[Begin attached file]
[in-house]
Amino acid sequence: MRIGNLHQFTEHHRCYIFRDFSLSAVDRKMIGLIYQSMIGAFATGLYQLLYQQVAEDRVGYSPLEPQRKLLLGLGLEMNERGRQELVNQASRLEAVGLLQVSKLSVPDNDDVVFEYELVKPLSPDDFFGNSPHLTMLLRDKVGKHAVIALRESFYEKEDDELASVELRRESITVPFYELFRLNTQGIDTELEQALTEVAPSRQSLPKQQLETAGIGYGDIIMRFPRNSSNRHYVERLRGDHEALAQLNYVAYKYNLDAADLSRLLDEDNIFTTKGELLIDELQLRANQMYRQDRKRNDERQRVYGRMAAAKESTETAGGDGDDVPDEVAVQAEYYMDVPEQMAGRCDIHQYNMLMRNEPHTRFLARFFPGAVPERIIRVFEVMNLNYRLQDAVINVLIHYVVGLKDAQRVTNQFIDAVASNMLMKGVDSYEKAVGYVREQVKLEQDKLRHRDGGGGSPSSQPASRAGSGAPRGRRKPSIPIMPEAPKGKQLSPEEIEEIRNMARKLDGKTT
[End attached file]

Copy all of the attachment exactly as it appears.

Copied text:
[in-house]
Amino acid sequence: MRIGNLHQFTEHHRCYIFRDFSLSAVDRKMIGLIYQSMIGAFATGLYQLLYQQVAEDRVGYSPLEPQRKLLLGLGLEMNERGRQELVNQASRLEAVGLLQVSKLSVPDNDDVVFEYELVKPLSPDDFFGNSPHLTMLLRDKVGKHAVIALRESFYEKEDDELASVELRRESITVPFYELFRLNTQGIDTELEQALTEVAPSRQSLPKQQLETAGIGYGDIIMRFPRNSSNRHYVERLRGDHEALAQLNYVAYKYNLDAADLSRLLDEDNIFTTKGELLIDELQLRANQMYRQDRKRNDERQRVYGRMAAAKESTETAGGDGDDVPDEVAVQAEYYMDVPEQMAGRCDIHQYNMLMRNEPHTRFLARFFPGAVPERIIRVFEVMNLNYRLQDAVINVLIHYVVGLKDAQRVTNQFIDAVASNMLMKGVDSYEKAVGYVREQVKLEQDKLRHRDGGGGSPSSQPASRAGSGAPRGRRKPSIPIMPEAPKGKQLSPEEIEEIRNMARKLDGKTT